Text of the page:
"If Section 92A comes into effect then all ISPs must follow a policy of disconnecting people before a trial based on accusations of copyright infringement. One of the largest groups of ISPs, the TCF, released their draft code of practice today asking for feedback. Here's the press release, the homepage and the policy itself (PDF, 300KB). A lot of competing interests will be vying to affect this TCF draft, and so we should all prepare to have our say. This code of practice cannot undo the problems of Section 92A: that internet connections are terminated based on accusations of copyright infringement before a trial and before any evidence has been held up to court scrutiny, although to be fair this draft does try to manage this situation. It asks ISPs to measure "evidence that would be acceptable to a court", but remember that "the definition of an Internet Service Provider goes much further than the traditional ISP [...] includes schools, universities, libraries, businesses, government departments and any other organisation that provides internet services." and all of these organisations are now expected to replace a court and understand copyright law such as copyright between businesses and between the arts and free speech. The TCF should be applauded for trying to manage this appalling law, and we're glad to see the sections on Vulnerable Customers and Essential Service Providers (page 14). Of particular interest is Section F (pages 31-33) a proposed amendment currently not in the code. This proposed ammendment seems to indicate that a single accusation may reveal your personal contact details, however more analysis is yet to come. Get reading people and post your analysis in the forum or in email to us."


68 posts

Master Geek

Trusted

  Reply # 194051 4-Feb-2009 16:21 Send private message

I see that in the case of infringement notices being sent to the ISP that the isp's will send identifying information back to the organisation making the copyright infringement claim.

Anyone want to make bets on a sudden rash of lawsuits or "Settlement Notices" like what was going on in the US ?

Other than that the draft document seems to be a surprisingly fair process and clears up a lot of concerns I had - not all of them - but most of them.




1420 posts

Uber Geek

Trusted

  Reply # 194060 4-Feb-2009 16:50 Send private message

No 'Reinstatement' policy - if you are disconnected due to meeting all the conditions of 'Repeat Infringement' are you ever allowed to have internet access again? Even repeat drink driving offenders get their drivers license back eventually and some of them kill people...

'User' means a person with an Internet Account - In my household that means me because I am the bill payer

I wonder if removing my access to the Internet could be a breach of the 'bill of rights' - freedom of expression and freedom of association.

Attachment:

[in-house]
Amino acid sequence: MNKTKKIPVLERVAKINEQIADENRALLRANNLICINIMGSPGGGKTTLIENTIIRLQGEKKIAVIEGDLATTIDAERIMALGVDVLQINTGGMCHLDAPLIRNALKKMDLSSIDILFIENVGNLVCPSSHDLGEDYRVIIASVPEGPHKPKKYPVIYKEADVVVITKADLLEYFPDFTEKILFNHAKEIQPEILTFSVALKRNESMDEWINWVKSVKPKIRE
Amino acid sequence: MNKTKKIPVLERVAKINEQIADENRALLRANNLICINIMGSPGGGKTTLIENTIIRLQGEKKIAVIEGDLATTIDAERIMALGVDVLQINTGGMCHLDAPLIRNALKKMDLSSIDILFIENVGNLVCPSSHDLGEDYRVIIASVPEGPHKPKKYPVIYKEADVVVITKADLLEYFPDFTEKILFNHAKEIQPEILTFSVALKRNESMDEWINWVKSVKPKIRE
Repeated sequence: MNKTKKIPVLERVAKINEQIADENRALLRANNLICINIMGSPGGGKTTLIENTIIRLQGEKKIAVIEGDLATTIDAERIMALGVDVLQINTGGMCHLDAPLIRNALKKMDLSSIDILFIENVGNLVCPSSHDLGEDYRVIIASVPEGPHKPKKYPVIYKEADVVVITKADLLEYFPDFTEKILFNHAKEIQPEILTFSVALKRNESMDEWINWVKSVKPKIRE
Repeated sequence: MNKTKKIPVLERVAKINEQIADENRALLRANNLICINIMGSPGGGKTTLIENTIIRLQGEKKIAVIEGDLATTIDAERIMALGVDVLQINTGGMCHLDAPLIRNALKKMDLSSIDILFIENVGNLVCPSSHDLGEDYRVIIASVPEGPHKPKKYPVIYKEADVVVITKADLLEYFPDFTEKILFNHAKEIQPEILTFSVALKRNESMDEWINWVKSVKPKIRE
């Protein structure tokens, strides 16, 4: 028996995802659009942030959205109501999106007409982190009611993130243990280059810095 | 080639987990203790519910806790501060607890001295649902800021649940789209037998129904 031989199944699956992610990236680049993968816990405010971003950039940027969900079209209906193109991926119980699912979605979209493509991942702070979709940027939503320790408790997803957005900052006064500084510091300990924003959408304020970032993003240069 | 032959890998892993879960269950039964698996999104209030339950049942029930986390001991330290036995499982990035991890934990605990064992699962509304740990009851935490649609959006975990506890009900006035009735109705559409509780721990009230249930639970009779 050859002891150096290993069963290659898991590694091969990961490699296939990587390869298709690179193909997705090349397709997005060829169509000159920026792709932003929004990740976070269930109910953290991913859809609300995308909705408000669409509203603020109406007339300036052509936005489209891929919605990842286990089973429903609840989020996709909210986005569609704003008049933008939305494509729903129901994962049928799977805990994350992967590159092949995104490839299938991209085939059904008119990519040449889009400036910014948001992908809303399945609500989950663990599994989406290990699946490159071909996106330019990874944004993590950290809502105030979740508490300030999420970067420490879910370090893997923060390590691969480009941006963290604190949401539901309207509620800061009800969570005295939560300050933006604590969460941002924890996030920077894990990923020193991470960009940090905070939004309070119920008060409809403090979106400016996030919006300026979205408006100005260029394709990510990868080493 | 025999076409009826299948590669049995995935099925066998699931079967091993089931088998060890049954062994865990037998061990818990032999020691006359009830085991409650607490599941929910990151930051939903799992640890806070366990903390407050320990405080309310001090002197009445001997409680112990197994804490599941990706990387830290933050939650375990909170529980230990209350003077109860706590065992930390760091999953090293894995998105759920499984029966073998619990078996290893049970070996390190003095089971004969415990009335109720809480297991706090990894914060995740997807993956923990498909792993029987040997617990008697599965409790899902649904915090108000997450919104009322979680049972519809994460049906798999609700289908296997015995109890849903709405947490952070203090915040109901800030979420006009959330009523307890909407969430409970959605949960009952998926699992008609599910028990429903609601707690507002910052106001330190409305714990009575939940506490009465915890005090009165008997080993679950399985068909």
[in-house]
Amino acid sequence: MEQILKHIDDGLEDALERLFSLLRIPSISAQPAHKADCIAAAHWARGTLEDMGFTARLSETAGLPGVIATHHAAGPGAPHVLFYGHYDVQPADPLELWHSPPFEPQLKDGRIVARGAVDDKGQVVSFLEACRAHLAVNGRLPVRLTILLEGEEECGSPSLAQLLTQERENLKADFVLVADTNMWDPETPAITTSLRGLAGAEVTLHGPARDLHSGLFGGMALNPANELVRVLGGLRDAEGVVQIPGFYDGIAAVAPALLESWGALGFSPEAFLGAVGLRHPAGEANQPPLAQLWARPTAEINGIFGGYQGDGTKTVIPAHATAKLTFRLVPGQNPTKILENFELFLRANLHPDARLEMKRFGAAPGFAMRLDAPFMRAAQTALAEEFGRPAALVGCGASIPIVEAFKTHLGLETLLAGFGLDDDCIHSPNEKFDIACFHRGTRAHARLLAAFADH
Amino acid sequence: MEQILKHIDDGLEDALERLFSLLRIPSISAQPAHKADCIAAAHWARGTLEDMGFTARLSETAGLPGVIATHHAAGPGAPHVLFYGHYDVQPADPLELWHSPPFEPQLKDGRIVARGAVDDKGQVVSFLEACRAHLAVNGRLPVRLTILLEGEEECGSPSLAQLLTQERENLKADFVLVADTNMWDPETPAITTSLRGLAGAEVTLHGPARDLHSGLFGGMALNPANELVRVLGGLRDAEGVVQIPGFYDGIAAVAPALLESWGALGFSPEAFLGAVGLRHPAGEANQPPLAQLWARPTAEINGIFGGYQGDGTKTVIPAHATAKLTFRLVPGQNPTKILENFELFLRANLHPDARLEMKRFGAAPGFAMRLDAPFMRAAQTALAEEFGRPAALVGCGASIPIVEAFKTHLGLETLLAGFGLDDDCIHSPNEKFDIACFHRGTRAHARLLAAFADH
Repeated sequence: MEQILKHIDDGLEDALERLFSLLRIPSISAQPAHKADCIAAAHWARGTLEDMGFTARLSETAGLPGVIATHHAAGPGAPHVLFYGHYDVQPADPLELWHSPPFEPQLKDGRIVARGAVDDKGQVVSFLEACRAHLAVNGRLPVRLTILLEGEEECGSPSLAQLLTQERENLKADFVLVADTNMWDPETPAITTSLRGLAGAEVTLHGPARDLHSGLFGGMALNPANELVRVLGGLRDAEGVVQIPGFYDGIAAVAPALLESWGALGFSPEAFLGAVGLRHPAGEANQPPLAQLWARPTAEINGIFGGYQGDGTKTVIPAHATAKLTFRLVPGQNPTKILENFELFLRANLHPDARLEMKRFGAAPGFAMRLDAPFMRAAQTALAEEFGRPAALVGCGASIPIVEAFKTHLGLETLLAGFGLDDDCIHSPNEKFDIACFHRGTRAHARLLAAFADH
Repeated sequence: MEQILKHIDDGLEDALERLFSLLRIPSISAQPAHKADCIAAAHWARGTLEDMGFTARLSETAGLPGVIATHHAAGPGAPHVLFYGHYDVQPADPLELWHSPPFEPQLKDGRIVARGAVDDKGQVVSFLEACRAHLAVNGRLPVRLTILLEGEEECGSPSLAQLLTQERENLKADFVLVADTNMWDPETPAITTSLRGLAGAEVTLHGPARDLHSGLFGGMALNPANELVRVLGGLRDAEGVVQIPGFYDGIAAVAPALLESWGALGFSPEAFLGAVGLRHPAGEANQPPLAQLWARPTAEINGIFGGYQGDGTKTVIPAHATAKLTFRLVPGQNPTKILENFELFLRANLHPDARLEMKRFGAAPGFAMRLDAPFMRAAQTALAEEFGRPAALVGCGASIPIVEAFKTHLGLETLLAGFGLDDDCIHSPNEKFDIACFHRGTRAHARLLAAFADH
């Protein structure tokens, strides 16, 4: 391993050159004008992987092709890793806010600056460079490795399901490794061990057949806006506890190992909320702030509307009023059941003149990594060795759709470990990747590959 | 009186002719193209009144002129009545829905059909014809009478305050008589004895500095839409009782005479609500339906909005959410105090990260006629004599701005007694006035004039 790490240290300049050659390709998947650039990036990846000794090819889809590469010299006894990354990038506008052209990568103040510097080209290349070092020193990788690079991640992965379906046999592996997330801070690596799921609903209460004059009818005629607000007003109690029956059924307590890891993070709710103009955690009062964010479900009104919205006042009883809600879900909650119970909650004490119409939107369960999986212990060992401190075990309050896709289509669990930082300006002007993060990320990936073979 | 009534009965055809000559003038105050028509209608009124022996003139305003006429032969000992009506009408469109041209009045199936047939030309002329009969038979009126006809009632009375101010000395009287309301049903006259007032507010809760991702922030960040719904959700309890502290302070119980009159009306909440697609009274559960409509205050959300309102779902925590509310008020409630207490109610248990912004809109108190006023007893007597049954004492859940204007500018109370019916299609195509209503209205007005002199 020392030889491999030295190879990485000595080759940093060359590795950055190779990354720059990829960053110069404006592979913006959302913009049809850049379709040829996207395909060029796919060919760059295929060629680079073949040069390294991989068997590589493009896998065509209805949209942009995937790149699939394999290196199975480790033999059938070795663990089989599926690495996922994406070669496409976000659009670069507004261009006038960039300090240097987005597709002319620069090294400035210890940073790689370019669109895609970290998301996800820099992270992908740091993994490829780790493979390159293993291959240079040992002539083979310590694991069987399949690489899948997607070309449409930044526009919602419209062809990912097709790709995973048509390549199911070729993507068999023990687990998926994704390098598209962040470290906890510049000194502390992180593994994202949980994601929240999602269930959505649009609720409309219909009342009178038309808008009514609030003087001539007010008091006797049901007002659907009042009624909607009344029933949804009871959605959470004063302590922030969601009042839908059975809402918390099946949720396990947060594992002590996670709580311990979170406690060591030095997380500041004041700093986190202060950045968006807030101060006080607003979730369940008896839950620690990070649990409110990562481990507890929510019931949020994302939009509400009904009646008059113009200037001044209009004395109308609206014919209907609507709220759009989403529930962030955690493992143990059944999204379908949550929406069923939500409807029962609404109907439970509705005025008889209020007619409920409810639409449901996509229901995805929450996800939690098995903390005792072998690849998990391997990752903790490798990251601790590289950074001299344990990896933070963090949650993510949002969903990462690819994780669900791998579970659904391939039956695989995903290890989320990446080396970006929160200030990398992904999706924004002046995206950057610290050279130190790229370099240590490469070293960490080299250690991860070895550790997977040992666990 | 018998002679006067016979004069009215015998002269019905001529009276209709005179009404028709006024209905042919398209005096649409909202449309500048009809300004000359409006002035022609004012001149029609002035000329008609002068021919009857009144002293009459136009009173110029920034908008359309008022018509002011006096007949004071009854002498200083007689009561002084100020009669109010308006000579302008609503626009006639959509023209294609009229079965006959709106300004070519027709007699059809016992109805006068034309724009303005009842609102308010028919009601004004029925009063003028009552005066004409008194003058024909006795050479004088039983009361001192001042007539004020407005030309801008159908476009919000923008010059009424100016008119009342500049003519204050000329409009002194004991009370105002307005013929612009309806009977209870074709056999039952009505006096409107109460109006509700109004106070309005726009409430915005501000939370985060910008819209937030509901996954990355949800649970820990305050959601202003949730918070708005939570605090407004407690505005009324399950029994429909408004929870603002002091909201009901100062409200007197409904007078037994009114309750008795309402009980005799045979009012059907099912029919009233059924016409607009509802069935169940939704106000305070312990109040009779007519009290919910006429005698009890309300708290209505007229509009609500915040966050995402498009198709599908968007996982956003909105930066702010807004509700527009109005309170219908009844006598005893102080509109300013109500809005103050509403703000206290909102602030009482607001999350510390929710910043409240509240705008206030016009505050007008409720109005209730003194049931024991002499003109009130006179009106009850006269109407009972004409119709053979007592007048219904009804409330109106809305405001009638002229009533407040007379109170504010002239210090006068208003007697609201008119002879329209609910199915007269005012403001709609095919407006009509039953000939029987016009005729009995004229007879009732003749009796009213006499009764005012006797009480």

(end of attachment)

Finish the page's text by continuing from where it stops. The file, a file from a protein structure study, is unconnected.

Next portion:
Twitter - GaryRo
Jama Jam

1 | 2 | 3 | 4 | 5 | 6 | 7 | 8 | 9 | 10
View this topic in a long page with up to 500 replies per page Create new topic




Twitter »
Follow us to receive Twitter updates when new discussions are posted in our forums:



Follow us to receive Twitter updates when news items and blogs are posted in our frontpage:



Follow us to receive Twitter updates when tech item prices are listed in our price comparison site:





Trending now »

Hot discussions in our forums right now:

Do I have the right to return this?
Created by corksta, last reply by kiwibro111 on 21-Dec-2014 23:54 (45 replies)
Pages... 2 3


Slaughter of Innocents
Created by networkn, last reply by networkn on 19-Dec-2014 17:46 (64 replies)
Pages... 3 4 5


youtube downloader
Created by Ford, last reply by jarledb on 22-Dec-2014 16:57 (18 replies)
Pages... 2


Spray Foam Insulation
Created by AACTech, last reply by timbosan on 19-Dec-2014 16:58 (36 replies)
Pages... 2 3


Crew Drinking on Flights - Why!?
Created by networkn, last reply by Geektastic on 22-Dec-2014 09:35 (34 replies)
Pages... 2 3


Spark, the least secure part of your home network?
Created by NZtechfreak, last reply by NonprayingMantis on 23-Dec-2014 02:02 (31 replies)
Pages... 2 3


Police Camera Van Disguise
Created by Reanalyse, last reply by jackyleunght2002 on 23-Dec-2014 01:10 (76 replies)
Pages... 4 5 6


Some lowlife is using my easy to remember number to commit idiocy
Created by joker97, last reply by joker97 on 22-Dec-2014 15:48 (15 replies)


Geekzone Live »

Try automatic live updates from Geekzone directly in your browser, without refreshing the page, with Geekzone Live now.

Are you subscribed to our RSS feed? You can download the latest headlines and summaries from our stories directly to your computer or smartphone by using a feed reader.

Alternatively, you can receive a daily email with Geekzone updates.